Winterson’s text is full of metaphorical riches. She writes with acute visual sensibility (from the first pages, with their description of a hailstorm in a city street) and this is one of the book’s best things. There are also plenty of incidental felicities: Xeno is designing a game in which time can be arrested, put on hold, accelerated, and so on, and the narrative exhibits something of this shuttling and mixing – most effectively in the 130-page pause between the moment when Milo (Shakespeare’s Mamilius, Leo’s and MiMi’s son) slips away from his father at an airport and the fatal accident that follows. In the play, Mamilius’s death is a disturbing silence behind the rest of the drama, never alluded to, never healed or reconciled; here, Milo’s absence in this long “gap of time” sustains a pedal of unease that has rather the same effect and the revelation of his death, picking up the narrative exactly where it had broken off, is both unsurprising and shocking.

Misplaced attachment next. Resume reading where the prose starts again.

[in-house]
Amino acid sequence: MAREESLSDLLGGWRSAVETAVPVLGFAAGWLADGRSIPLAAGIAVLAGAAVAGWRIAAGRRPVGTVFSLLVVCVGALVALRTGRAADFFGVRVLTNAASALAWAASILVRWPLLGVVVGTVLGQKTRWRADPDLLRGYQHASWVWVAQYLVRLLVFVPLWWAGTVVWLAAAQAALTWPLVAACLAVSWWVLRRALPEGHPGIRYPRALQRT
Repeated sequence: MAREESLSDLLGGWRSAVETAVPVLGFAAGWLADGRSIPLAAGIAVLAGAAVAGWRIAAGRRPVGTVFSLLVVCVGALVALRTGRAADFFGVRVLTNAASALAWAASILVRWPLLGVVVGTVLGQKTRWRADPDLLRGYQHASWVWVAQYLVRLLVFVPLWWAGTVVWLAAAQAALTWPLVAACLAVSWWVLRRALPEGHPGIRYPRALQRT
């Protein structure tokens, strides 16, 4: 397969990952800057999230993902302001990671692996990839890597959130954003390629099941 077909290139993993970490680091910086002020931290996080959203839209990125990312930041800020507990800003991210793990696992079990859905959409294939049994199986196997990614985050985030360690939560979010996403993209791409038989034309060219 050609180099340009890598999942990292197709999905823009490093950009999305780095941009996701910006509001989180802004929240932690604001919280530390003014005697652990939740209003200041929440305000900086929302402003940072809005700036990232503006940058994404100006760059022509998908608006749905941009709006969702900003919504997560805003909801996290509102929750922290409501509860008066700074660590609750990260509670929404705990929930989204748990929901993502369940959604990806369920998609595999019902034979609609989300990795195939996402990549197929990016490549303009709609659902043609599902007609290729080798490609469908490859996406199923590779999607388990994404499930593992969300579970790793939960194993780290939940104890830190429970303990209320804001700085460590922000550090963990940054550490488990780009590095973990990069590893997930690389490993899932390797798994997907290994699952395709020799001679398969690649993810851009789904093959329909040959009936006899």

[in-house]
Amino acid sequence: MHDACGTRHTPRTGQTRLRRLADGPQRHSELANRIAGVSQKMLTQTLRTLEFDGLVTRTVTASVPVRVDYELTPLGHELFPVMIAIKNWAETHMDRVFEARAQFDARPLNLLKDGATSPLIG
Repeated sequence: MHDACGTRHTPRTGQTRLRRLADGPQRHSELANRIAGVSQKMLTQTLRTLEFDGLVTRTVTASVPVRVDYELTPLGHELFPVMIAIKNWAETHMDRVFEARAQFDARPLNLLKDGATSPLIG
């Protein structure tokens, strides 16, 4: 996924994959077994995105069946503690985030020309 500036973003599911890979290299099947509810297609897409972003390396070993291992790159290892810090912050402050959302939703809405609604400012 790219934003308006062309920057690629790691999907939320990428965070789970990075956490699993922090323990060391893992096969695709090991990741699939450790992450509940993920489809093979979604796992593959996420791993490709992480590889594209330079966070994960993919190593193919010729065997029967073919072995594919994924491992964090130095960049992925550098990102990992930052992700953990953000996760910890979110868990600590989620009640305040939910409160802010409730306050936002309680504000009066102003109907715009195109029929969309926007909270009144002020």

Recurrent motifs are handled with subtlety, especially the theme of “falling”; a song of MiMi’s alludes to Gérard de Nerval’s image of an angel falling into the gap between houses in Paris, not being able to fly away without destroying the street and withering into death. The convergence and crucial difference between falling and failing, falling in love and the “fall” of the human race – all these are woven together hauntingly, reflecting, perhaps, Shakespeare’s exploration in the play of Leontes’s terror of the physical, of the final fall into time and flesh that unreserved love represents.

A book of considerable beauty, then, if not without its problems. MiMi somehow lacks the full angry dignity of Hermione and Leo is a bit too much of a caricature of the heartless, hyper-masculine City trader. His psychoanalyst is a cartoon figure and Pauline’s Yiddish folksiness – although flagged in the text as consciously exaggerated – is a bit overdone.